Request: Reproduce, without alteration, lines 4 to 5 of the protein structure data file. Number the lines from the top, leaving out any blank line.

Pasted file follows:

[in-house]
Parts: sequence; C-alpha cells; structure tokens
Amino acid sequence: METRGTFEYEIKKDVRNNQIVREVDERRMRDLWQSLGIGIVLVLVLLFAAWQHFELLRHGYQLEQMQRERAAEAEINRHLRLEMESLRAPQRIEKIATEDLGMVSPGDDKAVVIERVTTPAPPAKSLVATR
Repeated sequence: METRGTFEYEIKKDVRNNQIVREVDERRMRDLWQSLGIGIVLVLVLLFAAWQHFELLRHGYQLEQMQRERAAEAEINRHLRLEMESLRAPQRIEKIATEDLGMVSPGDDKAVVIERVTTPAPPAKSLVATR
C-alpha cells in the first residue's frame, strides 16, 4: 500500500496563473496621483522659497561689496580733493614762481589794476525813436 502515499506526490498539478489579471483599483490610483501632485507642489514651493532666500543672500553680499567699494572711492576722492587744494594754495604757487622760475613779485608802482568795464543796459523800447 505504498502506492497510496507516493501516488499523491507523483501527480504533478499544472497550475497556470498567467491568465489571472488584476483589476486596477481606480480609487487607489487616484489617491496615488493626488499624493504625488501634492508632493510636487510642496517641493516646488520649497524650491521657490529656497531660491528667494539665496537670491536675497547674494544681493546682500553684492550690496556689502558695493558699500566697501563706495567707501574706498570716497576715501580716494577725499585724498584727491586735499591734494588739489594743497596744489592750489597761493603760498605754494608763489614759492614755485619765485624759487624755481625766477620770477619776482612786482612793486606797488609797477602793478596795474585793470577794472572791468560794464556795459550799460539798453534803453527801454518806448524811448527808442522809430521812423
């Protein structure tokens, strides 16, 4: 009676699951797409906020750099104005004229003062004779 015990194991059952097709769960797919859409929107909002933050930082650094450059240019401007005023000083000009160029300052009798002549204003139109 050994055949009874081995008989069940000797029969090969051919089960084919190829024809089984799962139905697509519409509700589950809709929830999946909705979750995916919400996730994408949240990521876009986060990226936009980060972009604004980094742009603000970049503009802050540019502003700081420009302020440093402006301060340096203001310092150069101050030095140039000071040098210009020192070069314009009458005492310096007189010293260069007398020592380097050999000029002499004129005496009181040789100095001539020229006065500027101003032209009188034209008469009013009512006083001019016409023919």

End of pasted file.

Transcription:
Repeated sequence: METRGTFEYEIKKDVRNNQIVREVDERRMRDLWQSLGIGIVLVLVLLFAAWQHFELLRHGYQLEQMQRERAAEAEINRHLRLEMESLRAPQRIEKIATEDLGMVSPGDDKAVVIERVTTPAPPAKSLVATR
C-alpha cells in the first residue's frame, strides 16, 4: 500500500496563473496621483522659497561689496580733493614762481589794476525813436 502515499506526490498539478489579471483599483490610483501632485507642489514651493532666500543672500553680499567699494572711492576722492587744494594754495604757487622760475613779485608802482568795464543796459523800447 505504498502506492497510496507516493501516488499523491507523483501527480504533478499544472497550475497556470498567467491568465489571472488584476483589476486596477481606480480609487487607489487616484489617491496615488493626488499624493504625488501634492508632493510636487510642496517641493516646488520649497524650491521657490529656497531660491528667494539665496537670491536675497547674494544681493546682500553684492550690496556689502558695493558699500566697501563706495567707501574706498570716497576715501580716494577725499585724498584727491586735499591734494588739489594743497596744489592750489597761493603760498605754494608763489614759492614755485619765485624759487624755481625766477620770477619776482612786482612793486606797488609797477602793478596795474585793470577794472572791468560794464556795459550799460539798453534803453527801454518806448524811448527808442522809430521812423